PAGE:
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Metrology

The Quest for Perfect Black in a Manufacturing Workflow

How do you control a color that absorbs so much light, spectrophotometers can’t measure it?

Published: Wednesday, November 22, 2017 - 12:01

Color is our perception of reflected light across the visible spectrum. When light hits an object, it absorbs some rays and reflects others. The color of light that reflects back into our eyes is the color we perceive. The more light an object absorbs, the darker it appears.

With black, very little light is reflected. Pure black in the presence of light wasn’t achieved until 2014, when Surrey NanoSystems announced the invention of Vantablack. This high-tech artificial substance absorbs 99.965-percent of all light that hits it, from the ultraviolet, through the visible, and well into the infrared spectrum. When applied to an object, Vantablack makes the object look like a flat, bottomless void in space. Here you see a crumpled piece of aluminum foil, with Vantablack covering the middle. There is so little reflection, you can’t even perceive the wrinkled texture!

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In 2016, NanoSystems announced an even darker black—Vantablack 2. It absorbs so much light that their spectrophotometers can’t even measure it. You can’t find Vantablack at your local hardware store. Achieving this blacker-than-black appearance requires intensive processing at the company’s UK facility. It’s currently used in applications like high-performance infrared cameras, sensors, scientific instruments, satellite-borne calibration sources, and in certain high-end luxury products like this limited-edition Sequential One S110 Evo Vantablack watch:

Black MCT S110 Evo Vantablack Watch

But don’t give up hope. Not long after the launch of Vantablack, the Waltham, Massachusetts, firm NanoLab (under contract to NASA) brought ultimate black to the rest of the world. SINGULARITY Black is a solvent-based paint that can be airbrushed in a spray booth using protective masks, dipped, or brush-coated. Although it’s not quite as black as Vantablack, it’s pretty impressive.

Black Iron Ursa

The original Black Iron Ursa created by Jason Chase is the world’s first piece of art using Singularity Black paint (Image copyright: Jason Chase, 2017).

What does this mean for manufacturers that produce black?

The ability to trick the human eye with the color black presents endless opportunities for product design and marketing. But as manufacturers know, even “normal” black can be quite a challenge to control. Color management for black seems a little counterintuitive. In reality, to achieve the blackest black and ensure it matches across assembled parts, color management for black is even more important than ever. Here are five tips for controlling this color (or lack thereof):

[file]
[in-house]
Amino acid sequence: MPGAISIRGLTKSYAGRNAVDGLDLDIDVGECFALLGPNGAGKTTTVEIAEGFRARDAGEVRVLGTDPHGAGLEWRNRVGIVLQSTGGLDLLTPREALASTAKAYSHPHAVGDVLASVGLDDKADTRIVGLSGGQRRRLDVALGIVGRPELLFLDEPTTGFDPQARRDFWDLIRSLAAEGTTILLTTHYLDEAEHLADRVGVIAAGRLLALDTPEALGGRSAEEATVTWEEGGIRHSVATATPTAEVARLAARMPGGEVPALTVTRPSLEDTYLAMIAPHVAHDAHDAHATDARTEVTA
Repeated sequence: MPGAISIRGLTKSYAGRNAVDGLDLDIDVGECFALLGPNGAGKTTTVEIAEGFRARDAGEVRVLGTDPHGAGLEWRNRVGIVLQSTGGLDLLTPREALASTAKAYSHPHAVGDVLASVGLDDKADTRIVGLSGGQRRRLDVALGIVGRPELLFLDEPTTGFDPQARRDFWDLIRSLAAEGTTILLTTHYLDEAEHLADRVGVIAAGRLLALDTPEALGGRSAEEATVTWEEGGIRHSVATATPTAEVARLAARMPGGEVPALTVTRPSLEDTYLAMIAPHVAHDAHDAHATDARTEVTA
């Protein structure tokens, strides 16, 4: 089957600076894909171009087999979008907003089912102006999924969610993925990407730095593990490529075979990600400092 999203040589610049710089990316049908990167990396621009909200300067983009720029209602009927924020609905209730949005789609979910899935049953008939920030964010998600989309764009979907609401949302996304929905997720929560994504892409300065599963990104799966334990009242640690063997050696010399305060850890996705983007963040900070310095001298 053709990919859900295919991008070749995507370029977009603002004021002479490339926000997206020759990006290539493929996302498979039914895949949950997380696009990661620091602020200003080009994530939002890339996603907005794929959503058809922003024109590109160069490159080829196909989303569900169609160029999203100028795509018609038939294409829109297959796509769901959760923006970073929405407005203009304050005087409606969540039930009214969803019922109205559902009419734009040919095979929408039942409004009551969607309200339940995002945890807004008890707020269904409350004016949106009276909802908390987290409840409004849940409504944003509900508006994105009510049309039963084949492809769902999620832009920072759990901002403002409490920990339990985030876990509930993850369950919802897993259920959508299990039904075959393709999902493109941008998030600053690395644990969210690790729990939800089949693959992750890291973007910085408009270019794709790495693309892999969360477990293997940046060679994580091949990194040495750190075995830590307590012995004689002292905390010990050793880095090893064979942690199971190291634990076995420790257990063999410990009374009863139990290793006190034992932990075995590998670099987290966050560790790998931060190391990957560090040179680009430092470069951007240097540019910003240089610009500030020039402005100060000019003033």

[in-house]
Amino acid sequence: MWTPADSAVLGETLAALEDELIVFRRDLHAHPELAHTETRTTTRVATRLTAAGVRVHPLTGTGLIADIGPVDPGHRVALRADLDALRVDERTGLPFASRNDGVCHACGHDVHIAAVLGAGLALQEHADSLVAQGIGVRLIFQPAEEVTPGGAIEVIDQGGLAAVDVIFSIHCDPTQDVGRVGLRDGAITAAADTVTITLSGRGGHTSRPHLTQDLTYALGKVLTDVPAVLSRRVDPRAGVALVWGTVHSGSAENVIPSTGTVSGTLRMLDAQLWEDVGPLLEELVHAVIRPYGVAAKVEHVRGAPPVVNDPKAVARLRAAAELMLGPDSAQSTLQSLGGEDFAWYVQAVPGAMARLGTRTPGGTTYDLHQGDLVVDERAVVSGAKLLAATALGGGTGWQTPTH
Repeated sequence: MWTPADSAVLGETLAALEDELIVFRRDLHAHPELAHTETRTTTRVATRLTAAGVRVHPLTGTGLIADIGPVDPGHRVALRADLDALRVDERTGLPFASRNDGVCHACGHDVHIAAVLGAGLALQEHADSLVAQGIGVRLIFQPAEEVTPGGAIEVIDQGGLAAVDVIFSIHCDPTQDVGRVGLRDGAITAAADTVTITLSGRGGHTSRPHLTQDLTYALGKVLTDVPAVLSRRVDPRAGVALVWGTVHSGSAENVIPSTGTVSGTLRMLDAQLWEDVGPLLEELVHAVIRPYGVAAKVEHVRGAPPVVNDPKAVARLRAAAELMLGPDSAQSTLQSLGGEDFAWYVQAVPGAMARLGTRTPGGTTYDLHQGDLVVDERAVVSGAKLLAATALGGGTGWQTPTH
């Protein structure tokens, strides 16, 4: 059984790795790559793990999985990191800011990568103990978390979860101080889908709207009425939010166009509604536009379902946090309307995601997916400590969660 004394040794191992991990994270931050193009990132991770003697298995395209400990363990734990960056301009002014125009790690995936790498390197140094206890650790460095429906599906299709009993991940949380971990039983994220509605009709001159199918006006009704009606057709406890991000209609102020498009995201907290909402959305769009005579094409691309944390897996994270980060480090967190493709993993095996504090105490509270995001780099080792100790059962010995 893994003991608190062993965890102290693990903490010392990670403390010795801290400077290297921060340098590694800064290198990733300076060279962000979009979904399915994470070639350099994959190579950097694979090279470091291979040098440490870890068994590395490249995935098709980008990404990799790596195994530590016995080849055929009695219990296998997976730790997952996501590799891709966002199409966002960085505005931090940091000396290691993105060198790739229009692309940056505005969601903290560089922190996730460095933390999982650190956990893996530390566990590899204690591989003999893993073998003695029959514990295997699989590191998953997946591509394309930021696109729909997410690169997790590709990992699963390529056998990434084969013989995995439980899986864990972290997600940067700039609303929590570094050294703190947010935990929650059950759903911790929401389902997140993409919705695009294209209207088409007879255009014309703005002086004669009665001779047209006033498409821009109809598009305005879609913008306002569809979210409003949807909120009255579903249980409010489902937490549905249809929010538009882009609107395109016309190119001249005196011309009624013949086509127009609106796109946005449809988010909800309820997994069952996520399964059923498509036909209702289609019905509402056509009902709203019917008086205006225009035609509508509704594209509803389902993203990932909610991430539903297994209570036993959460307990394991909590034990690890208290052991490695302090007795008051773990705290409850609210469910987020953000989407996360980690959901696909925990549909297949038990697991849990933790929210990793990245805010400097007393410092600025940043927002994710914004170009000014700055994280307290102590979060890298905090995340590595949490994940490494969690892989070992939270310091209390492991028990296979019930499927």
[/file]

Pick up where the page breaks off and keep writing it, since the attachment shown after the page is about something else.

1. Don’t just rely on spectrophotometry
Spectrophotometers work by measuring the amount of reflection at each wavelength of the visible spectrum. Since black has very little reflection on the visible spectrum, it can be difficult for a spectrophotometer to identify color difference. Which leads us to tip No. 2....

2. Incorporate visual evaluation
Judge QC

Even if your spectro tells you your colors are in tolerance, you could still send unsatisfactory parts if they don’t look right after they’re assembled. At some point during production, someone must visually evaluate these parts—next to each other and under different controlled light sources—to make sure they are ready to ship. The SpectraLight QC and Judge QC are our two most popular light booth solutions for the job.

3. Use the same illuminant
If you set D65 as the illuminant in your device but visually evaluate under fluorescent light, you’re not going to get the same reflection. It’s very important to coordinate your visual viewing conditions with what the instrument is measuring.

4. Pair tolerances with common sense
Tolerances provide guidance on how much color difference (Delta E) is acceptable. Although humans can usually notice a difference around 1 Delta E, the acceptable Delta E varies by industry and application. Download this free tolerancing guide to learn more. When working with black, manufacturers need to closely control the Delta E to ensure a good production match, but even that is not enough. Sometimes a spike in Delta E doesn’t mean the color is wrong if there’s not much reflected light. As I said above, always pair spectral data with a commonsense visual evaluation process.

5. Watch for metamerism
When dealing with overly saturated colors, you have to monitor metamerism, a phenomenon that occurs when two colors appear to match under one lighting condition, but not when the light changes. Check out this popular blog by Tim Mouw to learn more.

We’re up for the challenge

If controlling black is important to your business but you are still having issues, our color experts are here to help.

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About The Author

Michael Huda’s picture

Michael Huda

Michael Huda is an applications engineer at X-Rite. He has more than 15 years’ experience working in the coatings and color industry. Huda works directly with customers to help them achieve consistent color in manufacturing and improve color quality control processes.